Hanna K. Holocaust testimony (HVT-1794) interviewed by Toby Blum-Dobkin
- New York, N.Y. : A Living Memorial to the Holocaust-Museum of Jewish Heritage, 1991
- Interview Date
- May 29, 1991.
- 2 copies: 3/4 in. dub; and 1/2 in. VHS with time coding.
- Cite As
- Hanna K. Holocaust Testimony (HVT-1794). Fortunoff Video Archive for Holocaust Testimonies, Yale University Library.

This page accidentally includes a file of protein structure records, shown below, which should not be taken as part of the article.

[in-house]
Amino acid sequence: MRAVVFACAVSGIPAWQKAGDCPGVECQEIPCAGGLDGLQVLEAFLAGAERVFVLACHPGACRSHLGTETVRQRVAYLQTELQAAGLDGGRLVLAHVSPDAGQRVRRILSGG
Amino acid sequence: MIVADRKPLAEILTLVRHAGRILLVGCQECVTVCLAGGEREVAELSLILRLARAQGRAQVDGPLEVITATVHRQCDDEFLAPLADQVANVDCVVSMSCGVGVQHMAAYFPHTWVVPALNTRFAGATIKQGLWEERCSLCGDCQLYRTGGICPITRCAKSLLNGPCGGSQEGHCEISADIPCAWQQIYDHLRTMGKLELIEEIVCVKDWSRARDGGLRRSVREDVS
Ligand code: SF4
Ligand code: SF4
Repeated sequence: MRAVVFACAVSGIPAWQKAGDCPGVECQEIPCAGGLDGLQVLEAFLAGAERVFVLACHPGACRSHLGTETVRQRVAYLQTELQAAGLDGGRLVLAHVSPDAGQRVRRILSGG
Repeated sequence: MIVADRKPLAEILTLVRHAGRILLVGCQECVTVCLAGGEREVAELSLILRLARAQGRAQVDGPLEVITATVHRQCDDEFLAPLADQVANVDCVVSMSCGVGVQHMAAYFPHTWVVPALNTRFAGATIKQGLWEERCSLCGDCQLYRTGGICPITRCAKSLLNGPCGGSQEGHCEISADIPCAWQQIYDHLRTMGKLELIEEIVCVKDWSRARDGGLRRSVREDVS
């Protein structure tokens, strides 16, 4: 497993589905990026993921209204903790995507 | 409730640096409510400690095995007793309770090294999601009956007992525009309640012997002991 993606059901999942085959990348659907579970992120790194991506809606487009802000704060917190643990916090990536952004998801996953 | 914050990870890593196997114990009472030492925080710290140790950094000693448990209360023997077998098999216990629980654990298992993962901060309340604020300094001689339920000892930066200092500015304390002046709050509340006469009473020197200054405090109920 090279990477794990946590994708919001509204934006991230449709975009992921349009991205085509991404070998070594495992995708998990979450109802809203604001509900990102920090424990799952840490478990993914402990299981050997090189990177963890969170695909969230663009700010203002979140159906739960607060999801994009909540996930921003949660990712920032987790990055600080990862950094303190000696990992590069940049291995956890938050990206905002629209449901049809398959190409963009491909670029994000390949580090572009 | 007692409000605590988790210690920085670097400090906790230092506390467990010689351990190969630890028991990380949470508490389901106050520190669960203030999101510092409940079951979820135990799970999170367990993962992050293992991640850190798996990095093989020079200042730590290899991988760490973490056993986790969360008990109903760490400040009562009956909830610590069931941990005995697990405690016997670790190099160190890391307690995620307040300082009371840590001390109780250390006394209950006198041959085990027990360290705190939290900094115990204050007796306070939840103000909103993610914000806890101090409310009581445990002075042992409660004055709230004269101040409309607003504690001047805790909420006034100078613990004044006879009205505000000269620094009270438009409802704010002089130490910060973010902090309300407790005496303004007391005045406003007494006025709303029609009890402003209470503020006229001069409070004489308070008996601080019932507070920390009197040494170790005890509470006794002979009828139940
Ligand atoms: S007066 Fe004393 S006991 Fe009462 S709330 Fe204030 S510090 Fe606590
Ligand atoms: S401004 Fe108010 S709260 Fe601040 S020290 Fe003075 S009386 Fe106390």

Videotape testimony of Hanna K., who was born in Warsaw, Poland in 1939. She recounts her father going to France before her birth; German invasion in September 1939; memories of the Warsaw ghetto; being smuggled into a convent; a non-Jew helping her mother escape a month later; refusing to eat and sadness because she missed her mother; finding comfort in Catholicism; her mother's arrival six months before war's end (she had been hiding in the woods); recovering from a serious illness; feeling privileged because she had a mother; their move to Warsaw; meeting her future stepfather; moving to Łódź; fleeing in 1946 due to antisemitism; living in Neufreimann displaced persons camp; learning she was Jewish; moving to Munich in 1948; and emigration to the United States in 1950. She discusses learning of her birthfather and realizing she had seen him in Neufreimann; reconstructing her experience on a trip to Poland with her daughters; continuing contact with her mother's rescuer; two meetings in France with her birthfather before his death, one with her daughter; gratitude to her stepfather; and increasing self-knowledge from attending the Hidden Children's Conference. She shows photographs and memorabilia.